Retirement Smagorinsky retired from federal service in 1983 after leading the GFDL for twenty-eight years. Having survived a heart attack some ten years before, he had decided that it was time to leave the stress of running the laboratory to someone else. Although he had told the World Meteorological Organization’s Hessam Taba that he had no specific plans, he did anticipate spending a considerable amount of time of on non-meteorology-related projects. However, he remained professionally active into the 1990s.
In 1986 he served as president of the American Meteorological Society, and remained on the executive committee until 1988. He also was chair of the National Research Council’s Climate Research Committee from 1981 until 1987, and was an officer on the National Research Council’s Board on Atmospheric Sciences and Climate. Smagorinsky continued his academic affiliations as a visiting senior fellow with Princeton University’s Department of Geological and Geophysical Sciences, and served as the Brittingham Visiting Professor at the University of Wisconsin in 1986. Although Smagorinsky had spent almost his entire career with GFDL, through his ties with Princeton he came to influence many graduate students in meteorology, encouraging them to pursue a broad range of interests within the field instead of becoming too specialized.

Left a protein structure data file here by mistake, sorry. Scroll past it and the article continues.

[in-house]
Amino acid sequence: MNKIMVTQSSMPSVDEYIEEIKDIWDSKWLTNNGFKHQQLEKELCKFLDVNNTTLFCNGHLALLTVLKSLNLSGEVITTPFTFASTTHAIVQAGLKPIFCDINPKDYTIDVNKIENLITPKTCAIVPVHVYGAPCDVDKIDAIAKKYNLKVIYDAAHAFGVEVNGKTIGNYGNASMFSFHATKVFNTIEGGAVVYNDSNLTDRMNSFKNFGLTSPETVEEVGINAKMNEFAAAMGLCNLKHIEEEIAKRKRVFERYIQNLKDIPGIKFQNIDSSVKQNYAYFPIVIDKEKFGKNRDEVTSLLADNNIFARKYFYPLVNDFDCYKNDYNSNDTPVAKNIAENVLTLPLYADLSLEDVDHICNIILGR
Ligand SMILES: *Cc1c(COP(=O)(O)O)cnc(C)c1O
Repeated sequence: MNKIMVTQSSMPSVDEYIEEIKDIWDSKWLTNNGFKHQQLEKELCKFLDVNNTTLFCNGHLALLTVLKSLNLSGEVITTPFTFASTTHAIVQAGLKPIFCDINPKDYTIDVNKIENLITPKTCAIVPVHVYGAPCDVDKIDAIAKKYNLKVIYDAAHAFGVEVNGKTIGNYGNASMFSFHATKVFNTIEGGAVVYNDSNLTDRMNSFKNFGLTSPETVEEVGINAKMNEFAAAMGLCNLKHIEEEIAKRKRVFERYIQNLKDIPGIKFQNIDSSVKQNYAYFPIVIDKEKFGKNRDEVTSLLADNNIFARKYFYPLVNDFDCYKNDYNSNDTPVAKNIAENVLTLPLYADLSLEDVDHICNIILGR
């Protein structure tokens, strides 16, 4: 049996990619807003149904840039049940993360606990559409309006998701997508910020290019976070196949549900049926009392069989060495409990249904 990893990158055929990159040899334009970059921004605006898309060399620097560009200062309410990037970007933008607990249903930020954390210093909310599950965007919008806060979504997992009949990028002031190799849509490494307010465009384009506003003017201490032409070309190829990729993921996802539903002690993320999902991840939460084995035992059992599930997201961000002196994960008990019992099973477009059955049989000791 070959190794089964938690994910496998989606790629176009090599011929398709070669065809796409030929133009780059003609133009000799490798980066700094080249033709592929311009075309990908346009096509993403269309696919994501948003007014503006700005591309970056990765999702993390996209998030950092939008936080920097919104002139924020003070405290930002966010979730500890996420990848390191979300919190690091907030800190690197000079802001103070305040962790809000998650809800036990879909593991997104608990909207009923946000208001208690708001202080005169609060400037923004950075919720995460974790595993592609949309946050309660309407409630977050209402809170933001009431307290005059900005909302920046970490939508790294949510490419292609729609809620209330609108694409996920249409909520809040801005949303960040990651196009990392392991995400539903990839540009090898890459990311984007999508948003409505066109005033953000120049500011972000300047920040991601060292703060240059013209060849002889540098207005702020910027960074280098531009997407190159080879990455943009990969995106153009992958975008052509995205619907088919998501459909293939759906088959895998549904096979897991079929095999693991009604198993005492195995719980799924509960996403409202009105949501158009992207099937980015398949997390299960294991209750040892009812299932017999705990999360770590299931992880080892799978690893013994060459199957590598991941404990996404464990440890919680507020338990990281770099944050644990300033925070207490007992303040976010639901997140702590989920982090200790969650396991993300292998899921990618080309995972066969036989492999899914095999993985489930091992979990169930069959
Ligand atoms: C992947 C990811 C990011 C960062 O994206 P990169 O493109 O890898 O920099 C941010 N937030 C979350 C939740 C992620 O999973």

Smagorinsky died in 2005 after a long struggle with Parkinson’s disease.
WORKS BY SMAGORINSKY
“The Dynamical Influence of Large-Scale Heat Sources and Sinks on the Quasi-Stationary Mean Motions of the Atmosphere.” Quarterly Journal of the Royal Meteorological Society 79 (1953): 342–366.
With G. O. Collins. “On the Numerical Prediction of Precipitation.” Monthly Weather Review 83 (1955): 53–68.
“General Circulation Experiments with Primitive Equations: I. The Basic Experiment.” Monthly Weather Review 91 (1963): 99–164.
Interview by Richard R. Mertz. Tape recording. 19 May 1971. National Museum of American History, Smithsonian Institution, Washington, DC.
“GARP—An Interim Retrospection.” WMO Bulletin 29 (1980): 92–100.
Interview by John Young. Tape recording. 16 May 1986 and 21 May 1986. National Center for Atmospheric Research, Boulder, Colorado.
Smagorinsky, Margaret. Interview by Kristine C. Harper, Ronald E. Doel, and Terry Smagorinsky Thompson. Tape recording. 2 January 2006. National Center for Atmospheric Research, Boulder, Colorado.
Taba, Hessam. “Professor J. Smagorinsky.” In The “Bulletin” Interviews: Reprints of the 32 Interviews with Eminent Personalities in Meteorology and Hydrology That Appeared in the WMO Bulletin between 1981 and 1988. Geneva: World Meteorological Organization, 1988.
Kristine C. Harper